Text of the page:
Nash's House and New Place

Here's where the Shakespeare story ended with the dramatist's death in 1616 at his final beloved home, New Place - now a picturesque garden and location of a fascinating new archaeological dig. Nash's House adjoins the site of New Place, Shakespeare's Stratford home for the last 18 years of his life, which was later demolished in the 18th century. The two buildings were closely associated through being owned by relations of Shakespeare's family. Nash's House belonged to Thomas Nash, a wealthy property- owner who married Shakespeare's granddaughter, Elizabeth Hall ten years after the bard's death. At this time New Place was occupied by the bride's parents, Shakespeare's daughter, Susanna and her husband, John Hall. I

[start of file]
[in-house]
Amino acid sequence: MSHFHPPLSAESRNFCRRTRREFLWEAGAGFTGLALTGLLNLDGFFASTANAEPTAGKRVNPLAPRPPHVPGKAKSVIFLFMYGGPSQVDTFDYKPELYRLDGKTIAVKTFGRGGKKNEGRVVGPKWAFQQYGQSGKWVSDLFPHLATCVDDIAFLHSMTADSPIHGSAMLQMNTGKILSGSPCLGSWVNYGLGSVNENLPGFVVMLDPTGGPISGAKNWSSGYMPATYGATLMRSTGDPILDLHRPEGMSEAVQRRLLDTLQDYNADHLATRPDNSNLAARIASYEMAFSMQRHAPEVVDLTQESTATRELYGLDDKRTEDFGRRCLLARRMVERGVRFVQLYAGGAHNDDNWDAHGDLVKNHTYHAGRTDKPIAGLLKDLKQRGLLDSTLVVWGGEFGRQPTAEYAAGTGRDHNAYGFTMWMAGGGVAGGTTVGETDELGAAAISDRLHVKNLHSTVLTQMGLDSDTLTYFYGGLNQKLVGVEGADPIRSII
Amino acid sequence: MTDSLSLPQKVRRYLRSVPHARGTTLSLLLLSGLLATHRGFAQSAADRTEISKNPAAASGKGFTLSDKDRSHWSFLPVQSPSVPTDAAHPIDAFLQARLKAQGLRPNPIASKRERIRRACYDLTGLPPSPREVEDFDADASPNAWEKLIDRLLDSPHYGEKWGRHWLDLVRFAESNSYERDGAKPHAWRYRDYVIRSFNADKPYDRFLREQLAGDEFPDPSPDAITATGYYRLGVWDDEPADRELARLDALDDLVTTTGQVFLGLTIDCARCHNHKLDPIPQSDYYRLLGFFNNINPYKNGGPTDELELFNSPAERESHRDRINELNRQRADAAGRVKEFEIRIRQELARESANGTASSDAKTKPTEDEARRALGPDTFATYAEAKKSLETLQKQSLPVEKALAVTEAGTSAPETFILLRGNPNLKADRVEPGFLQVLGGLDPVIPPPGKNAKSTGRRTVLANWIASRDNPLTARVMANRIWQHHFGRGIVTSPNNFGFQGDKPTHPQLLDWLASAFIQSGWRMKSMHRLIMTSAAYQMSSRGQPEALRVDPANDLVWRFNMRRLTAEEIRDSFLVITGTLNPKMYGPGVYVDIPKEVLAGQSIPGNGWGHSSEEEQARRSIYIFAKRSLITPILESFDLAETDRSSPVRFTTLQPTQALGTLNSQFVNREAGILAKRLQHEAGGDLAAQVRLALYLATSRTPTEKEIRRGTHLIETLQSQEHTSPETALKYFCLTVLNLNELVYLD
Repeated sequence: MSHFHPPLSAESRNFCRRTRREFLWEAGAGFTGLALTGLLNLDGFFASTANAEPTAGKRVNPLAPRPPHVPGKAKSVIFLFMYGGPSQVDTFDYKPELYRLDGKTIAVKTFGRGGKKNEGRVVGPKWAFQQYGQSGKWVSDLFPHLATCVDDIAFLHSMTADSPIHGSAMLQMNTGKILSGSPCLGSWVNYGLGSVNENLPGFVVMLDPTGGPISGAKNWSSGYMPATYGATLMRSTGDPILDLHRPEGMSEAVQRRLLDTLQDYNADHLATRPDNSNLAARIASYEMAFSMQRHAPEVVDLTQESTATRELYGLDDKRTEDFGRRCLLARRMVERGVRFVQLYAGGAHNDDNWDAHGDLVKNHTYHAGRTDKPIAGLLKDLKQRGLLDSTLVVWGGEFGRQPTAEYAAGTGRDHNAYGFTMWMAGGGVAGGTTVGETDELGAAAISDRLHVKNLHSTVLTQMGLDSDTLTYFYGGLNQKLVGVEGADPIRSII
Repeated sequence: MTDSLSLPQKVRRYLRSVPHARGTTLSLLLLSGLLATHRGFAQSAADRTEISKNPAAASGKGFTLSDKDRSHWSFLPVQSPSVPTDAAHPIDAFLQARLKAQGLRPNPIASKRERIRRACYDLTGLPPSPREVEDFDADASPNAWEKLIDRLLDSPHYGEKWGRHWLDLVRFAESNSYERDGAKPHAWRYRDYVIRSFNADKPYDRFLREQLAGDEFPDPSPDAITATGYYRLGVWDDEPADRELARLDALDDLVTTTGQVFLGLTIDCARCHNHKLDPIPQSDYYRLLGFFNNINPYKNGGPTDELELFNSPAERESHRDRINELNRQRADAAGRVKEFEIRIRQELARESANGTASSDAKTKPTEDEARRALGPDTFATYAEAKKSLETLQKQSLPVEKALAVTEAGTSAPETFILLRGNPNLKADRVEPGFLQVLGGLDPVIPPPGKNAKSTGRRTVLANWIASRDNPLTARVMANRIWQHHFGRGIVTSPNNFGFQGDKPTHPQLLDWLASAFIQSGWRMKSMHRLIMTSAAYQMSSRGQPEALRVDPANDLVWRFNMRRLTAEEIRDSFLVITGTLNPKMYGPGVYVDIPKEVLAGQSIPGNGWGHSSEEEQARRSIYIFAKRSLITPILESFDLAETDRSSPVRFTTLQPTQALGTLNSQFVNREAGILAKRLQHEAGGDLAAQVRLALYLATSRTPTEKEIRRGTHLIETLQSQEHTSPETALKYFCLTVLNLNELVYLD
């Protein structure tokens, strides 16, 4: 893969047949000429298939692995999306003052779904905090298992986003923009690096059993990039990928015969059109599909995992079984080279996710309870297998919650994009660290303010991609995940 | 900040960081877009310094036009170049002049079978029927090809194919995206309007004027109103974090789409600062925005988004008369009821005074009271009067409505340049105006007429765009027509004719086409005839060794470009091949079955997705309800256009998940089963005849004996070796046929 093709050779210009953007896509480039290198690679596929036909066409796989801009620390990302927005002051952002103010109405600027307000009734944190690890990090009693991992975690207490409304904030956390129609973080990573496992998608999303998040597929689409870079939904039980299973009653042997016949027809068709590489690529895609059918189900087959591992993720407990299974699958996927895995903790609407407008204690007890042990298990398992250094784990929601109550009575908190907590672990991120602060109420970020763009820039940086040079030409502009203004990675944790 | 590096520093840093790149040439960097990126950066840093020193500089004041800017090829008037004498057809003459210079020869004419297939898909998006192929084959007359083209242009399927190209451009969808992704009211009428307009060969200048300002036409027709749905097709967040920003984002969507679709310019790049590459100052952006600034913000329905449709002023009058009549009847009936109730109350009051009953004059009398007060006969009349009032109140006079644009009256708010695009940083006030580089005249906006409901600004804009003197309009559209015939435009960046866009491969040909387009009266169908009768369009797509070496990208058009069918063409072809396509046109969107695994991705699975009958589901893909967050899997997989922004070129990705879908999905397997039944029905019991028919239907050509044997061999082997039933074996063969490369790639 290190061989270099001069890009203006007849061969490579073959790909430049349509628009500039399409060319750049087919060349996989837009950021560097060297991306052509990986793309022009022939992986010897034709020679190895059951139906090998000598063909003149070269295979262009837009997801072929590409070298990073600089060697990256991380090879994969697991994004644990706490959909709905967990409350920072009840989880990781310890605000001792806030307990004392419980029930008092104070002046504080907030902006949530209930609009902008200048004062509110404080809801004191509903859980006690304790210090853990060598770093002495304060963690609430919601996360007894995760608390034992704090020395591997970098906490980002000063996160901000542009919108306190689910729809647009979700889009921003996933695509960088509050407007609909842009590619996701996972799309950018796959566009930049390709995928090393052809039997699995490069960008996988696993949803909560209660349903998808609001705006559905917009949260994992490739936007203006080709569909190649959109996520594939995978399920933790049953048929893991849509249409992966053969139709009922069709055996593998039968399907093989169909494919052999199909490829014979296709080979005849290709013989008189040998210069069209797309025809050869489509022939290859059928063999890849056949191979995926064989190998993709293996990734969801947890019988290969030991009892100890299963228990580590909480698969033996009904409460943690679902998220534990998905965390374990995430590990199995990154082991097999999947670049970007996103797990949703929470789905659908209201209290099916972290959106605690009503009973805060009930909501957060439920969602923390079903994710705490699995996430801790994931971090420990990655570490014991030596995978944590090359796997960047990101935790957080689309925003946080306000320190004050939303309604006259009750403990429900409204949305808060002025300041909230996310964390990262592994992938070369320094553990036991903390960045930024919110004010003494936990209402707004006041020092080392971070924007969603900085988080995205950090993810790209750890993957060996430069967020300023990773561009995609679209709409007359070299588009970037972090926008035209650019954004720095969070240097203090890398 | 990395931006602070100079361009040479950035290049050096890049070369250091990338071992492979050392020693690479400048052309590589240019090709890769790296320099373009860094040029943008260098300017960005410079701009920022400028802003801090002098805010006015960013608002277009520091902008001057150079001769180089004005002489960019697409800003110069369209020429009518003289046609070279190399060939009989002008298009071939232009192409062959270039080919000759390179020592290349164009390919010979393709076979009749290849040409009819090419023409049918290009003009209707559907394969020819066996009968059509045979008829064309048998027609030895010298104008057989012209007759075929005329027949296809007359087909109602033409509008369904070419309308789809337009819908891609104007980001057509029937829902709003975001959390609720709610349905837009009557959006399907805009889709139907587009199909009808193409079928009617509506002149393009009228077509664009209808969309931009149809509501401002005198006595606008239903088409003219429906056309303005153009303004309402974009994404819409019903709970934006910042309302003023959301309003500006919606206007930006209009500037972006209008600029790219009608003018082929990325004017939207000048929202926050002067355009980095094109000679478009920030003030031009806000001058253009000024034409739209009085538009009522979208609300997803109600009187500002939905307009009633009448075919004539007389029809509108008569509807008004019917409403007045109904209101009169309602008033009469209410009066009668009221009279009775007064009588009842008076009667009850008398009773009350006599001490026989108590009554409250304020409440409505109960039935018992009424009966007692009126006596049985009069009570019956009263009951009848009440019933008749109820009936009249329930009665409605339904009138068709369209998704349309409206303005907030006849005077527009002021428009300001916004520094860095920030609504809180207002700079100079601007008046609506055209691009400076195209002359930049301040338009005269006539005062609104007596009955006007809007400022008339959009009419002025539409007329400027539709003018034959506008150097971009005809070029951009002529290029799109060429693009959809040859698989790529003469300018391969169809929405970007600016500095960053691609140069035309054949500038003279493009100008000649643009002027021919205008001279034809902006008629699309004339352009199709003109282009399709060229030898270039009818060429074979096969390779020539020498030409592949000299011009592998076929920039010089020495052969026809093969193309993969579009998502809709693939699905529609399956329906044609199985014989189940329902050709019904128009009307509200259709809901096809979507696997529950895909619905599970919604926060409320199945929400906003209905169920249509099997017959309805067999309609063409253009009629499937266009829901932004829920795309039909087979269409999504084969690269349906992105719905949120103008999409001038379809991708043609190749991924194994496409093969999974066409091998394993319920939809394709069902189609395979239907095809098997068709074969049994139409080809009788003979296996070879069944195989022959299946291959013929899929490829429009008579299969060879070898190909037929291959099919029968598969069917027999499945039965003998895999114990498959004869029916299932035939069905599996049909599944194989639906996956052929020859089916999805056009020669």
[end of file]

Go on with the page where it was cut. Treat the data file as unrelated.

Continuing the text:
Many of Shakespeare's earliest plays were comedies, followed by tragedies including Hamlet, King Lear and Macbeth which are considered to be some of the finest work in the English language being performed more often than those of any other playwright. His plays remain highly popular today and they are performed throughout the year at the Royal Shakespeare Theatre in Stratford-upon-Avon.
For more information visit the Shakespeare's Birthplace Trust website



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